EQM: What is your outlook for the files division? How do you see realisations and prices moving in the coming years?

Mr. Bhandari: We expect our files division to report 8%-10% growth in the current year. Prices should remain more or less at the prevailing levels as some international capacities have been closed down. We expect that our share in the world market will go up to 35% by FY02.

EQM: You still have close to Rs 5.2 bn as debt. Do you plan to retire this? How do you plan to utilise around Rs 6 bn of cash that you have?

Mr. Bhandari: We have already retired debts close to Rs 200 m in the first two months of the current year. We could not retire the other loans basically because of restrictions in pre-paying external commercial borrowings (ECBs).

There are also possibilities of investments by way of acquisition in the garment industry. The garment industry is likely to see consolidation and we would definitely be there to participate in this consolidation process.

EQM: With increasing competition in the garments segment, how does Raymond intend to differentiate itself from other brands? Are you planning to open new direct retail outlets like say, Madura Garments? What about new product launches?

Mr. Bhandari: We have plans to increase the number of exclusive `Park Avenue’ and ‘Parx’ outlets from 10-12 at present to 100 stores in 3 years. Though these will be small shops with 1,000-1,500 sq. feet against the average size of 5,000 sq. feet for Raymond Retail Shops, these outlets will be used to leverage the brands `Park Avenue’ and ‘Parx’.

EQM: With the 16% excise duty being imposed, do you see margins coming down? Have you passed on the costs to the consumers?

Mr. Bhandari: Yes, we have passed on the costs to the consumers. The prices have been raised by around 8-9% across the segment. Since there is Modvat available on fabrics, this increase more or less compensates for the 16% excise duty.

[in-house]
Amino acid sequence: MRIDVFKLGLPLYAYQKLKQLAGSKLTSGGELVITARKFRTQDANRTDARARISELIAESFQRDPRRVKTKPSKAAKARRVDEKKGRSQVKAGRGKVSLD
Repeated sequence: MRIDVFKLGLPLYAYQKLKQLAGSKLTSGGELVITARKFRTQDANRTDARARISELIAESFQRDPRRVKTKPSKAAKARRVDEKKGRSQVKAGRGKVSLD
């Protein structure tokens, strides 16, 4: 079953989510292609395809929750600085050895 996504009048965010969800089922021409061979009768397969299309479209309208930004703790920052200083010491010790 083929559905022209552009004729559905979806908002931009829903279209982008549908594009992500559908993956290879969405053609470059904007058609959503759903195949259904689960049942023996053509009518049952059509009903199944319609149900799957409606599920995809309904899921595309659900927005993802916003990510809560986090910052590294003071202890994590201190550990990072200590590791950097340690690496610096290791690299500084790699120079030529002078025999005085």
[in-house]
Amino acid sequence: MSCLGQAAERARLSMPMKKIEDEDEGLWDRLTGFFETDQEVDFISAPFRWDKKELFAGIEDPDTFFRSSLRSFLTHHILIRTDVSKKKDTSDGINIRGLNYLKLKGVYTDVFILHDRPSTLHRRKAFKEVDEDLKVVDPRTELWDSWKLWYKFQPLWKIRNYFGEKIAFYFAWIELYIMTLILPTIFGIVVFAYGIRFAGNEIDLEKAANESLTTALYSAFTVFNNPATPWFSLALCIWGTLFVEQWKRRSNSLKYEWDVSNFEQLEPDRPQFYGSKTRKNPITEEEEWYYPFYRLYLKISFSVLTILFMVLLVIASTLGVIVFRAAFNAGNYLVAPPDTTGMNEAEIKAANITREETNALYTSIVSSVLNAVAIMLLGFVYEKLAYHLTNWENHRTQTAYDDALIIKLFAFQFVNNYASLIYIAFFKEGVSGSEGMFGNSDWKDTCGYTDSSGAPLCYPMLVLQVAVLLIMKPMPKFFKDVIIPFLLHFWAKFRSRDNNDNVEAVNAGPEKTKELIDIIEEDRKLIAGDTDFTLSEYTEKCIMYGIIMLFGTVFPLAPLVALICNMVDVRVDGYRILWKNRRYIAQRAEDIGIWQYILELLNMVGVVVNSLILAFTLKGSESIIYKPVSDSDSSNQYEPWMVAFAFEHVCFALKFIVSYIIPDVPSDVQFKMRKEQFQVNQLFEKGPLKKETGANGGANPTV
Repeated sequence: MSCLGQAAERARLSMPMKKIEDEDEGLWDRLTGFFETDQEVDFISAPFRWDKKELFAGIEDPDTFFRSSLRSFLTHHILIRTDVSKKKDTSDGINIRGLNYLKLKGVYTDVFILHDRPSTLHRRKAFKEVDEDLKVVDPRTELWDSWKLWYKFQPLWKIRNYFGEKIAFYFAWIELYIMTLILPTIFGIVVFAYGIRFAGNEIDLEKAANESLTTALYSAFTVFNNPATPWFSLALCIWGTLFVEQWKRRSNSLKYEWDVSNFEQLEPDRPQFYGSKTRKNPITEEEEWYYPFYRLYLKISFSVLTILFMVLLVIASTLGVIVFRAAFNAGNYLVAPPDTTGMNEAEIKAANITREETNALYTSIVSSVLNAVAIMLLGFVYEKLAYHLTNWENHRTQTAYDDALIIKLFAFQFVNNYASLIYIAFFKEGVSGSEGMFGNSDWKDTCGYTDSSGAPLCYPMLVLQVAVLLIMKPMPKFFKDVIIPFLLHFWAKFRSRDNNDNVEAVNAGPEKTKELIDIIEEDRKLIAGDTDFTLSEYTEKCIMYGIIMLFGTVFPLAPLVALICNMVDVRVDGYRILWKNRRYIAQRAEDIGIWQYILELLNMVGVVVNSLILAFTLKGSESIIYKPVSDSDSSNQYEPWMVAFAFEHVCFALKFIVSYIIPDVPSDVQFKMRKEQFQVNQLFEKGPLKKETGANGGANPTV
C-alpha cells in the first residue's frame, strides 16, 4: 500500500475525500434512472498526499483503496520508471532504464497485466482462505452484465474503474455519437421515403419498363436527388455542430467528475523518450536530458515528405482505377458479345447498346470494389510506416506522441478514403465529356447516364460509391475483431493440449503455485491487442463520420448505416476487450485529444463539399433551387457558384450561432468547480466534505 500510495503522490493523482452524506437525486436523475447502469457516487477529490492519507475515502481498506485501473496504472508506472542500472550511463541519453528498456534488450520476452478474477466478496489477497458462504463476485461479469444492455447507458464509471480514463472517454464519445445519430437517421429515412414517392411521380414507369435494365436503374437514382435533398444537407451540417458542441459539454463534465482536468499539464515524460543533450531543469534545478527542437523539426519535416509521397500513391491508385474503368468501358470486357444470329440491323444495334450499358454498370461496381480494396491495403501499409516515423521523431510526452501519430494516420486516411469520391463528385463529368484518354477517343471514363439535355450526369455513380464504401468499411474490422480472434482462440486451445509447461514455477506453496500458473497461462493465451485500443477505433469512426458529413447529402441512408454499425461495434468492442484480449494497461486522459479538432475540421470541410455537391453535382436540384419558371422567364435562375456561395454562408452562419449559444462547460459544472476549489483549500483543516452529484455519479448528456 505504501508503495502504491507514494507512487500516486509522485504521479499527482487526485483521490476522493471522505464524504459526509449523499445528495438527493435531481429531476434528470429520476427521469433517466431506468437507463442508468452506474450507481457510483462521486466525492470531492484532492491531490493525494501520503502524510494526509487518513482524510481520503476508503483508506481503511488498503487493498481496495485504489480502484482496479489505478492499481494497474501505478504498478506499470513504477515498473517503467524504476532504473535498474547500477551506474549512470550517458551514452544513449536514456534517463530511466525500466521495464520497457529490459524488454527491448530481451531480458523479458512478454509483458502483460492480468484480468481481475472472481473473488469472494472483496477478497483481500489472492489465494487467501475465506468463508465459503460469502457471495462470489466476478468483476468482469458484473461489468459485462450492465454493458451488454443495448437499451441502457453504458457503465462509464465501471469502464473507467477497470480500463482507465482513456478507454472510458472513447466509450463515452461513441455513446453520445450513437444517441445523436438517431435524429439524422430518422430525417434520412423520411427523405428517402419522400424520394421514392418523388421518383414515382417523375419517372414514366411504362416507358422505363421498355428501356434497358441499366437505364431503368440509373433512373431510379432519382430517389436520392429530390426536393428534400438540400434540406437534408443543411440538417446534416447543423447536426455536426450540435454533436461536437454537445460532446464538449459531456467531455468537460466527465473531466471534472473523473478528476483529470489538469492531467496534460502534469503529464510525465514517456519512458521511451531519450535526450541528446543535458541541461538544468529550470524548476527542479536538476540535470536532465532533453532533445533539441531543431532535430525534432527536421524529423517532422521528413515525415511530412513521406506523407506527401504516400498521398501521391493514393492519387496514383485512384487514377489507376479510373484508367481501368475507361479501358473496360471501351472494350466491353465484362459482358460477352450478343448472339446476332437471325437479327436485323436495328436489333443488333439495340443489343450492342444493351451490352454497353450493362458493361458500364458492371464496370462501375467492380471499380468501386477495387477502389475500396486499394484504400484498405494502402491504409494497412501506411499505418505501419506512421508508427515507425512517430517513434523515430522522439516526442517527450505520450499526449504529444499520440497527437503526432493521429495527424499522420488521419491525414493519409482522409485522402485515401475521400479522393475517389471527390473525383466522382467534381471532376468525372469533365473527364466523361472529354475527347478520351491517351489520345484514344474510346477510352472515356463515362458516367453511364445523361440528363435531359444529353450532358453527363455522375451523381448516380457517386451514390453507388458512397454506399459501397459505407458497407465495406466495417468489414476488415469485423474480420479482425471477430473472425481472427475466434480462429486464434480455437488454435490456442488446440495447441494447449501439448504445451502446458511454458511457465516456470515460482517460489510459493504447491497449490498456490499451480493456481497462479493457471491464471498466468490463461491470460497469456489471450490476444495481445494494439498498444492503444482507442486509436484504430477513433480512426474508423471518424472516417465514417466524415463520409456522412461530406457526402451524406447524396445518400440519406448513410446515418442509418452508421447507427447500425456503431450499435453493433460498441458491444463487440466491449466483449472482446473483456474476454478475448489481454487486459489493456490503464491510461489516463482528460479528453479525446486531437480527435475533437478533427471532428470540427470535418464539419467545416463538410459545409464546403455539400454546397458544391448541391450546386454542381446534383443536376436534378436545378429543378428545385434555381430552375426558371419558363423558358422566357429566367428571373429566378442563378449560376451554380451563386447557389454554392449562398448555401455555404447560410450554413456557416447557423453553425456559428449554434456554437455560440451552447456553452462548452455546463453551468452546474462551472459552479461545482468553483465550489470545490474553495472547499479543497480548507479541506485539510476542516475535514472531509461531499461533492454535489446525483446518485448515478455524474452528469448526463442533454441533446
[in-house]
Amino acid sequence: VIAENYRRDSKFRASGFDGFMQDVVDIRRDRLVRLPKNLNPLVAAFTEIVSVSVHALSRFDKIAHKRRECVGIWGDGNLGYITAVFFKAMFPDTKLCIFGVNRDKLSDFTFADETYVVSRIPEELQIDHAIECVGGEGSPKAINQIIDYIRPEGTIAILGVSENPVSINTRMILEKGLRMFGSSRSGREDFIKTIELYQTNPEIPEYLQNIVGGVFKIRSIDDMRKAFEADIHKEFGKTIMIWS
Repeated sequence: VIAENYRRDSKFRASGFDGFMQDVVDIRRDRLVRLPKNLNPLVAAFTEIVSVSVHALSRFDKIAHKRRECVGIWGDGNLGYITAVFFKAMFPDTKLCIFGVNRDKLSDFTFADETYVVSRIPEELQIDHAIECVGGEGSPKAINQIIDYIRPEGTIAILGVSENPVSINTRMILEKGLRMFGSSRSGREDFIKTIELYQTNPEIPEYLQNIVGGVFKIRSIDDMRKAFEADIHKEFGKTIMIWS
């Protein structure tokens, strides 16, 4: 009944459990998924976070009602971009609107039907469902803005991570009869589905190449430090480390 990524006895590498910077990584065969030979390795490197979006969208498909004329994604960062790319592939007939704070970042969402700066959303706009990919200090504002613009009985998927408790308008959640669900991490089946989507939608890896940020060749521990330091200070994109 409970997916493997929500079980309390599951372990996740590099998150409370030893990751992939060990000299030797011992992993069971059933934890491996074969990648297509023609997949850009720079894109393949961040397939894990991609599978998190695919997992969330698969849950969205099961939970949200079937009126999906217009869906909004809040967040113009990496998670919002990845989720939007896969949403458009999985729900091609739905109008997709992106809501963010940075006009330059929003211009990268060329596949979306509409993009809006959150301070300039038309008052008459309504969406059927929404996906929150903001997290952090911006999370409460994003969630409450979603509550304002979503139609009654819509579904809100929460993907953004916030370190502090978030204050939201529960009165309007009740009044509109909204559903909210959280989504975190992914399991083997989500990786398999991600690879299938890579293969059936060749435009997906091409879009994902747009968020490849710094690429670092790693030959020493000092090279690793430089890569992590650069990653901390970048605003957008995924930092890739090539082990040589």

EQM: Don’t you think in such a competitive environment outsourcing fabrics would be a better option than indigenous production, which could provide better margins and returns? E.g. Madura Garments

Mr. Bhandari: Yes, I agree that in garment industry outsourcing do give better margins. We are also moving in that direction. We completely outsource garments for ‘Parx’.

EQM: What is your planned capex for FY02?

Mr. Bhandari: The capex for FY02 is around Rs 800 m of which Rs 200 m will be utilised to expand our denim capacity by 5 m meters.

EQM: You have formed a new company called Raymond Infotech? What is the main reason for setting up this company?

Mr. Bhandari: As per the 2000 budget, software companies set up in the software export zone are to get tax exemption for a period of 10 years. This company was formed last year to take advantage of this provision. Going forward, I don’t see any substantial cash infusion into this company. If possible, we can utilise this to work on an effective supply chain engine for Raymond and its wide spread distribution network.

EQM: What is your vision for Raymond? Do you perceive Raymond as a pure textile major or…

Mr. Bhandari: Raymond has built-up a strong brand equity over a period of time in the textile segment. Having achieved a status of brand leader in this field in India we are definitely looking at becoming a major force in the global market. The vision for Raymond is to be a globally competitive textile major.

EQM: The personalities and books those have influenced you the most?

Mr. Bhandari: I like Mr. Dhirubhai Ambani for his entrepreneurship primarily because he thought much ahead of his times, which nobody else could think so. I also like Mr. J.R.D. Tata for his statesmanship. I like Mrs. Indira Gandhi for her ability to do things with a certain zing.

I have varied interest when it comes to reading. The one book that comes to mind at first is “Business @ Speed of Thought’ by Bill Gates.